Los Angeles workers would receive $7.6 billion more a year in pay with a $15 minimum wage. The average full-time, low-wage worker, now working 2,150 hours a year and paid $9.55 an hour, would receive $11,729 more in annual pay. The average part-time, low-wage worker, now working 1,031 hours a year and paid $8.89 an hour, would receive $6,297 more in annual pay. The wage increase would benefit 811,000 workers, 454,000 of them full-time and 357,000 of them part-time.

Industry Impacts

The increased wages also benefit businesses in important ways:

  • Businesses will benefit from having more money spent in the local economy.
  • Businesses will benefit from having a higher-paid labor force that is more stably housed, reducing employee turnover and the associated costs for recruiting and training new employees. It costs an estimated 30 percent of a worker’s annual salary to replace that worker, so reducing the frequency of worker turnover results in significant cost savings for employers.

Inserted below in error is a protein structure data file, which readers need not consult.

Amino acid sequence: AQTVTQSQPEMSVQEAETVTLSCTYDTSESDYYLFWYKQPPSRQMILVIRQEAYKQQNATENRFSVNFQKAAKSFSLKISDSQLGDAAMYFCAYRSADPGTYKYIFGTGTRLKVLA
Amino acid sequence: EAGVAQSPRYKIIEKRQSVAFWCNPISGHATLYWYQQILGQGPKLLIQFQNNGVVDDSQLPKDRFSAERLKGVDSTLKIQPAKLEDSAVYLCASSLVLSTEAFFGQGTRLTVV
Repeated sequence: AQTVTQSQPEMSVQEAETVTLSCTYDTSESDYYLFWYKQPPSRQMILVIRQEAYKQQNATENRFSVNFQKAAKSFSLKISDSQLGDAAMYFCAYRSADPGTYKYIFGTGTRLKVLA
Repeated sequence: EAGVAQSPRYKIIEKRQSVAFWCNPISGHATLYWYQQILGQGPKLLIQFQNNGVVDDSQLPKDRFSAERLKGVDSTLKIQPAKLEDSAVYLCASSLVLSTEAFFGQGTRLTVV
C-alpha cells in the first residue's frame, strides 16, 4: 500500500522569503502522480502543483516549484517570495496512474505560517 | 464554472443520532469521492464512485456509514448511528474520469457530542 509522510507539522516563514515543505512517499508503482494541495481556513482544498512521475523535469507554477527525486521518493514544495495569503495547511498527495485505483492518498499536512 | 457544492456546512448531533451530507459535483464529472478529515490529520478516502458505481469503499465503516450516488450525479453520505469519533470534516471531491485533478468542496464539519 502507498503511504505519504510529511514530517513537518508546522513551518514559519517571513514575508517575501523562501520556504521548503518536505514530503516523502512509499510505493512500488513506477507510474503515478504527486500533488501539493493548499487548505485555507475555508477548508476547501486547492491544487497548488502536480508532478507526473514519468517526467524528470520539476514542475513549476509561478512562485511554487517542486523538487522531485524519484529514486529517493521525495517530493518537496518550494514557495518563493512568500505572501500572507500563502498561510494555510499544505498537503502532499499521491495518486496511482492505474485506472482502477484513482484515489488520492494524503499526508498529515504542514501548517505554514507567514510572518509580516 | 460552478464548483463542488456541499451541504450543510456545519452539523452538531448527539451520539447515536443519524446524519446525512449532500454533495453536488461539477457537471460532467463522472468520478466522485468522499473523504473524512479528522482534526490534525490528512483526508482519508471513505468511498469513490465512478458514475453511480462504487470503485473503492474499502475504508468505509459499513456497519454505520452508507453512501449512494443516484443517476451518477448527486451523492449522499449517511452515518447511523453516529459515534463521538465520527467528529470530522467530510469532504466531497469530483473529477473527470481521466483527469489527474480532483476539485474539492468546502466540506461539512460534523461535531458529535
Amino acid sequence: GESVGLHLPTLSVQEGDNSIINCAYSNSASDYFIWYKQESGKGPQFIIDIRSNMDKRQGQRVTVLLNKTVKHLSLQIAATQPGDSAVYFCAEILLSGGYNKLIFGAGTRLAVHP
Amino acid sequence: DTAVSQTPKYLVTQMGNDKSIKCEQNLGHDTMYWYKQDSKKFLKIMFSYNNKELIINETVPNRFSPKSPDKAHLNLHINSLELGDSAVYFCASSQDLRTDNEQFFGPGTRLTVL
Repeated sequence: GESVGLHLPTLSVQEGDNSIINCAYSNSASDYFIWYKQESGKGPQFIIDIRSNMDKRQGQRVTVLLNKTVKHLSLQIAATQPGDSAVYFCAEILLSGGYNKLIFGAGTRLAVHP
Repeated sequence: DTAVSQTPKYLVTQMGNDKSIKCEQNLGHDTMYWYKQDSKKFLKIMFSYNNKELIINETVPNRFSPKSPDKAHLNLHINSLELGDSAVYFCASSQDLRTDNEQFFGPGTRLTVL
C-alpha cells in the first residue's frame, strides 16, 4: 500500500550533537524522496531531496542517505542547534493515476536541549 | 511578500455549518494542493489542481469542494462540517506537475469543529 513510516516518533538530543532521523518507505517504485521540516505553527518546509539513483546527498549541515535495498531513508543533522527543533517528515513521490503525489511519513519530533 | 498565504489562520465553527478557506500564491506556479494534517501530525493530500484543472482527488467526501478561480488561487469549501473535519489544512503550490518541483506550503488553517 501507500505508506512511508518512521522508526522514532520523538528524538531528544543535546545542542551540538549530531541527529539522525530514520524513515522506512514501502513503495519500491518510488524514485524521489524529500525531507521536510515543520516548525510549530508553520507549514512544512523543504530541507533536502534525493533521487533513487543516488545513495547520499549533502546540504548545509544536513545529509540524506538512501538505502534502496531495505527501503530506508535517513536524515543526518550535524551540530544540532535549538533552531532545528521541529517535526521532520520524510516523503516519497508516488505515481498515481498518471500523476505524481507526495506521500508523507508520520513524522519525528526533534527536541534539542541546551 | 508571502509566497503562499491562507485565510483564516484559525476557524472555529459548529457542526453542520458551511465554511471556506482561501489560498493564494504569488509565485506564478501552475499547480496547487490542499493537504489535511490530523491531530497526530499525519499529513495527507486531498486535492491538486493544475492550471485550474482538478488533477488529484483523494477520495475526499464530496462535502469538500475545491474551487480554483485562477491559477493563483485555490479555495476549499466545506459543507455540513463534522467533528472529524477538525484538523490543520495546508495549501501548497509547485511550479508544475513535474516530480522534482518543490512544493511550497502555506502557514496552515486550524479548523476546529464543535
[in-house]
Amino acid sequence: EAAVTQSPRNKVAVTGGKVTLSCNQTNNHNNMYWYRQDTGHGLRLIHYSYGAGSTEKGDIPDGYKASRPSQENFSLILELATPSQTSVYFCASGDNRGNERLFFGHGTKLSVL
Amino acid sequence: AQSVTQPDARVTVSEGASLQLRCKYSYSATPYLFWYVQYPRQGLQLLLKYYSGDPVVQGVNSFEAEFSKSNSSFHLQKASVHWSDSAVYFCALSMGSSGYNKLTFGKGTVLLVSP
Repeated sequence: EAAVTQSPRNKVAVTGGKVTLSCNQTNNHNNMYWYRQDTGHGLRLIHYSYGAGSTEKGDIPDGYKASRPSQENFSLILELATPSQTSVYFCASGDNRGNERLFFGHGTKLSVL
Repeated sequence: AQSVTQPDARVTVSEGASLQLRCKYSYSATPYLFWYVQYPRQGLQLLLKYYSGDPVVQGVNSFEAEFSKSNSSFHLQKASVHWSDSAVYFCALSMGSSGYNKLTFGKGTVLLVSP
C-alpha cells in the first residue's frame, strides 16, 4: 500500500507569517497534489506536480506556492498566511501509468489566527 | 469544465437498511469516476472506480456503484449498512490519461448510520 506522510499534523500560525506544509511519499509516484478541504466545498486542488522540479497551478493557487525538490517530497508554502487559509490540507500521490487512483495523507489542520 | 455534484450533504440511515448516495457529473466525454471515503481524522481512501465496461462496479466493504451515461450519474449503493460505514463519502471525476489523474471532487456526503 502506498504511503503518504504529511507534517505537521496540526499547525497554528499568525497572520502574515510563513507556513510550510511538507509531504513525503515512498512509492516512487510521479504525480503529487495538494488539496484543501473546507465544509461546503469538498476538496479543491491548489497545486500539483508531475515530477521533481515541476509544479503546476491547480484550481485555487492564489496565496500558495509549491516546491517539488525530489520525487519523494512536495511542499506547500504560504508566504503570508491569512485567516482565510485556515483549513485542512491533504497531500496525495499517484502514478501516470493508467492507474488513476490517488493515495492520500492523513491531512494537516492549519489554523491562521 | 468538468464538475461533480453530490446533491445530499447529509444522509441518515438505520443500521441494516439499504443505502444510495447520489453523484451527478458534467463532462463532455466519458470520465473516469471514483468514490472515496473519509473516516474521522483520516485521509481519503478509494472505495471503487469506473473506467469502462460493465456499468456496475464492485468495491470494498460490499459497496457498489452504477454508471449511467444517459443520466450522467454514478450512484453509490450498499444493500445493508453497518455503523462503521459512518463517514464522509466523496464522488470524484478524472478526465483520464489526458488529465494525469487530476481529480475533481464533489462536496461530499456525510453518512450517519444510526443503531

Most full-time, low-wage (less than $15 an hour) employees are working in retail and service industries that serve Los Angeles-area residents. Only 22 percent of low-wage workers are employed by industries like manufacturing, wholesale trade or information (movies, internet and publishing) that send products outside of the Los Angeles region. Thus, four out of five low-wage workers are doing things that serve other Los Angeles residents, without receiving enough pay to live decently.

Increasing the minimum wage to $15 an hour would increase the overall payroll for wage and salary employees by 10 percent. The current payroll is $77.8 billion. The increase would be an additional $7.6 billion.